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3

Yes, it's good to inform users ...particularly if there are mixed links on the page (some open in new tabs and some don't). One popular way to denote new-tab links inline is to use an icon as follows: If you're developing using CSS, this can be done in a way that fails gracefully for text-only or accessibility browsers. You can insert an :after sprite, ...


2

I think if the link will be redirecting to a different site, then it's helpful to convey this information to the user by means of an icon. The second icon in the question is apt for such cases. If the link will be redirecting to same site on the domain, then opening the link in new tab is not required. For plain text links, a small icon just next to the ...


0

(what to ask to get the needs?): As some other experts previously discussed, I also believe in asking 'why'. This is not unique to UX and has been used decades ago in problem solving in general. Requirement books also highlight this and encourage practitioners to ask at least five whys in order to get to the roots of the issue (for which the customer ...


1

I completely agree with tohster on this issue. What a great response. I'd post this as a comment, but I don't have enough reputation yet. I've used the "S-T-P" approach, which I see as the core of tohster's solution. That is, Situation Target Proposal Situation Start with the current situation. What are you doing today? How are you doing it? What ...


1

It is all relative. If it is a database application with millions of records a user will (should) have a different expectation. My approach is for anything that might take longer than 1 second is to display an hour glass AFTER 1 second. I like to keep visual clutter down. If it is a task that can take more than 10 seconds and you can display actual ...


6

You can try changing the menu bar to "Suggestions?" with or without the question mark. Not to get too skeumorphic but users are familiar with the concept of a 'Suggestion Box' where you would drop in a letter with a complaint, suggestion for improvement, etc. How often do you see that labeled as a 'Feedback' box? If you are really getting zero feedback ...


1

I would not use pointer-events:none; on a disabled button. It's better to manually set the cursor and hover effect to the default/disabled state. In some cases it's useful to add a tooltip to a disabled button; pointer-events none would disable this. I've added a use case for pointer-events:none; below if your interested.. Pointer Event Use Example ...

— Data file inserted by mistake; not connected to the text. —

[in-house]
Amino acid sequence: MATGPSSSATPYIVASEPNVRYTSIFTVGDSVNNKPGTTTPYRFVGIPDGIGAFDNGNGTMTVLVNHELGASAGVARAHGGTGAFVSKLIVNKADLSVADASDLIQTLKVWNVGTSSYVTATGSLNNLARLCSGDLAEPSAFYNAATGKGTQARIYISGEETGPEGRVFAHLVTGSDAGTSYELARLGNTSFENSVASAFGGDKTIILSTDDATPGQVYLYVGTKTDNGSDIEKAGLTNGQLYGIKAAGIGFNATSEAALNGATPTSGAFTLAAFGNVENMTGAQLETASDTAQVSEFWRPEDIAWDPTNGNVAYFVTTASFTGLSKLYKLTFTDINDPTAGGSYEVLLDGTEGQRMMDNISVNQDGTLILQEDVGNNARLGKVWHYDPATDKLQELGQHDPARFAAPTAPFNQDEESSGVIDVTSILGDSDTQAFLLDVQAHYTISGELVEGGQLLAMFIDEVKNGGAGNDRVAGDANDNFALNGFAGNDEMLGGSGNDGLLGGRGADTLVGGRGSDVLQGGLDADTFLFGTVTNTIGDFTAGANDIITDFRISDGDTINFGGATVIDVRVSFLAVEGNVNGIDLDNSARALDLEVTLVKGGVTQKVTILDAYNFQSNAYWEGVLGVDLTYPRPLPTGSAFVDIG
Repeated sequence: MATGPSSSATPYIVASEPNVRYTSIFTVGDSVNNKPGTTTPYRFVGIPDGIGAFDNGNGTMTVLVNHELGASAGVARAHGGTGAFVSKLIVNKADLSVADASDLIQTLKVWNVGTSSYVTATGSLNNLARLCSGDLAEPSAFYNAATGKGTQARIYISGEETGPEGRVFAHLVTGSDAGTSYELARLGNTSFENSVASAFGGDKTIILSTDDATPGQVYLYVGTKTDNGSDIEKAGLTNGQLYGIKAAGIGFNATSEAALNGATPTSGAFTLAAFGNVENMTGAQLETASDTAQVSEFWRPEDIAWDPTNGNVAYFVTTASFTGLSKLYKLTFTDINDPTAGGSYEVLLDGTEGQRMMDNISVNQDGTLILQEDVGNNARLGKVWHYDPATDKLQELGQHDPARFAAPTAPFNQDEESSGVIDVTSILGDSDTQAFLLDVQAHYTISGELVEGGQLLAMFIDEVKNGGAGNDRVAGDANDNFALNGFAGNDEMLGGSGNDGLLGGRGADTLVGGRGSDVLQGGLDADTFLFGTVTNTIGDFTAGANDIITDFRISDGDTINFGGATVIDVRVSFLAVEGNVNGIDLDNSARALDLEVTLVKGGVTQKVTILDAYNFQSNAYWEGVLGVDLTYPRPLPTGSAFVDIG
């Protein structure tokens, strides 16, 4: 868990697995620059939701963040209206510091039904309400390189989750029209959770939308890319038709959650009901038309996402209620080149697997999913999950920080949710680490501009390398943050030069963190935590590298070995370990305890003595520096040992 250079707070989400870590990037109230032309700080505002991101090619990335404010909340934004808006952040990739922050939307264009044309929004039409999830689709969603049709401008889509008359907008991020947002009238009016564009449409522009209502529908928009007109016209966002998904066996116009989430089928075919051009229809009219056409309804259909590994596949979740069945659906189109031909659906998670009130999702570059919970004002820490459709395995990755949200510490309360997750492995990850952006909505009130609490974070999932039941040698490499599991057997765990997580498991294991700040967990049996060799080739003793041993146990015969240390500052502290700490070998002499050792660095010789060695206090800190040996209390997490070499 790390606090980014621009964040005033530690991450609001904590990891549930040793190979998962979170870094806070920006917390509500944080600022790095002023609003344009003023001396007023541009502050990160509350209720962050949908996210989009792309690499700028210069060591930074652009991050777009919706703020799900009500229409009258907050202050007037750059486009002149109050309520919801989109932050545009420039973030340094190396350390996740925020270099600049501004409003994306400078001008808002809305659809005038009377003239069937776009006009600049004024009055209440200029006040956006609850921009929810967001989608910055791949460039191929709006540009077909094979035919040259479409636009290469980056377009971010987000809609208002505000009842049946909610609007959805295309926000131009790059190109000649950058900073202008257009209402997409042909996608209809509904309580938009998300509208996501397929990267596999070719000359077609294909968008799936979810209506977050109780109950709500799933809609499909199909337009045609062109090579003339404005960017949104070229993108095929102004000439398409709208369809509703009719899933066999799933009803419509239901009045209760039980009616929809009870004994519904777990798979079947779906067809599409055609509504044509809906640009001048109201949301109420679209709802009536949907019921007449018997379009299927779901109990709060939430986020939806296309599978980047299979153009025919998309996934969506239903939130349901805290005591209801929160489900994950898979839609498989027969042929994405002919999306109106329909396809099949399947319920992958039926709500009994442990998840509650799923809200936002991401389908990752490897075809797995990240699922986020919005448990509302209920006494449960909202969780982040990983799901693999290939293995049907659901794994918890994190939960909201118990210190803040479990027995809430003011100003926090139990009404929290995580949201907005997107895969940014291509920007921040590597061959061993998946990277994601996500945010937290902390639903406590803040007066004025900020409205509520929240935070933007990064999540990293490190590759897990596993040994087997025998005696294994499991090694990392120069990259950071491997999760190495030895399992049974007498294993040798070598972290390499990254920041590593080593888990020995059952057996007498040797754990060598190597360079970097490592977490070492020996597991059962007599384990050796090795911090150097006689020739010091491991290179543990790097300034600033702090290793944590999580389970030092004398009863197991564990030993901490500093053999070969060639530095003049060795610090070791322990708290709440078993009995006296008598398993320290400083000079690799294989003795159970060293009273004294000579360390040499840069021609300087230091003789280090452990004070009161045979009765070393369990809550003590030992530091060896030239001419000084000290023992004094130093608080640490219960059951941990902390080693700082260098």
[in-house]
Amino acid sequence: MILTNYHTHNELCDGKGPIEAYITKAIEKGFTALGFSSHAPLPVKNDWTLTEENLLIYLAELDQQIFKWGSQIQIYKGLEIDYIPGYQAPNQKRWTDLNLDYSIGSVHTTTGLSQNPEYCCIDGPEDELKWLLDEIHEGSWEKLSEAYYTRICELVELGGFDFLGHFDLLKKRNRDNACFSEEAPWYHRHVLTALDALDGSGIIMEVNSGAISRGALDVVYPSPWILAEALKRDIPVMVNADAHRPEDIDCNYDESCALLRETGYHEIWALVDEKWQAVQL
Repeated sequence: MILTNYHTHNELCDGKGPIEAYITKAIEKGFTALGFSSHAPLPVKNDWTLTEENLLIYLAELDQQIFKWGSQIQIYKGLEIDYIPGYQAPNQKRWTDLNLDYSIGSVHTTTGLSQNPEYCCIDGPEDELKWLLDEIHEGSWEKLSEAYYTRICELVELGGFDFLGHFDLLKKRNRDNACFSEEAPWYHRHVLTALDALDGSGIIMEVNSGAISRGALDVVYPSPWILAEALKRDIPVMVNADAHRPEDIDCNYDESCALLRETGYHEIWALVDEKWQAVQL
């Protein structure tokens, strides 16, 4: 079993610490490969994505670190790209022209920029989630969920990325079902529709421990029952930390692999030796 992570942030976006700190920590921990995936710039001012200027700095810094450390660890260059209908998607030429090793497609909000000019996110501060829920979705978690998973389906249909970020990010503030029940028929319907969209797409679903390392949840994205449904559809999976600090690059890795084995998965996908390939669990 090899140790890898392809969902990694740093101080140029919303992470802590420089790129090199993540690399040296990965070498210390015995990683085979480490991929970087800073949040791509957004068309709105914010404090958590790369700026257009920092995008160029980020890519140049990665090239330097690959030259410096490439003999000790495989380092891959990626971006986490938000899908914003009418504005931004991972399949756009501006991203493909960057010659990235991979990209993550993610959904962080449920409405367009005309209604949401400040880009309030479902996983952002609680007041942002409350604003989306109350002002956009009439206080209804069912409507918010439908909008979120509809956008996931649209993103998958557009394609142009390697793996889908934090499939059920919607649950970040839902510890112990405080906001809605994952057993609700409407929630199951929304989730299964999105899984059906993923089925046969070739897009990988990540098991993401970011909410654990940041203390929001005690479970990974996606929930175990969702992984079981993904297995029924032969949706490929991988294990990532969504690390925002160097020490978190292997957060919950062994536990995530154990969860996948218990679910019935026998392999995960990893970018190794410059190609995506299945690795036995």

1

Couldn't it be a simpler choice? A spinner or rotating hourglass, as you put it, for operations where the length of the operation is undefined by factors outside of your control, network latency etc... A progress bar for a defined operation i.e. we know we have to read 480 records from a database and can easily convert this into a percentage read figure. ...


2

1 second is a long time at work. 400ms might be better. longer than this is often identified as "laggy" and calls performance into question. One of the applications I worked on some 20 years ago waited on transactional data from a server that typically took 15-25 seconds to arrive in extreme cases (9600b/s multi-drop line). On the window concerned the ...


2

From a UX perspective, there are things that could be done to help the user experience by not setting pointer-events to none. Showing disabled fields to a person is sometimes cruel. If the rules for why the field is disabled are complex and not obvious from the screen layout, it is like holding a carrot just out of reach of the person trying to use the ...


0

First of all, you shouldn't remove it client side. It'd be best to just accept either an ID or a URL server-side. There's no need to change the data. Back to the actual box, you should change a few things: The label for the textbox should be changed. "Facebook" doesn't give a user a clear idea of what they need to add in that box. However, "Facebook ...


0

I agree that making it a menu item won't help, but in all honesty I think the answer to your question is "pay them". Providing feedback is work, and people won't do it out of the goodness of their hearts. From your point of view, it's for the users' benefit, but they're unlikely to see it that way if they have no direct relationship with you. For all they ...


4

DaveAlger's answer seems to pretty much cover the question, but I would contend that if a process is wired up to display a progress bar, you might as well show it immediately in all cases. An hourglass says "something is taking a long time when we didn't expect it to". A progress bar-- even the fake barber-pole kind-- says "this is taking a while, but we ...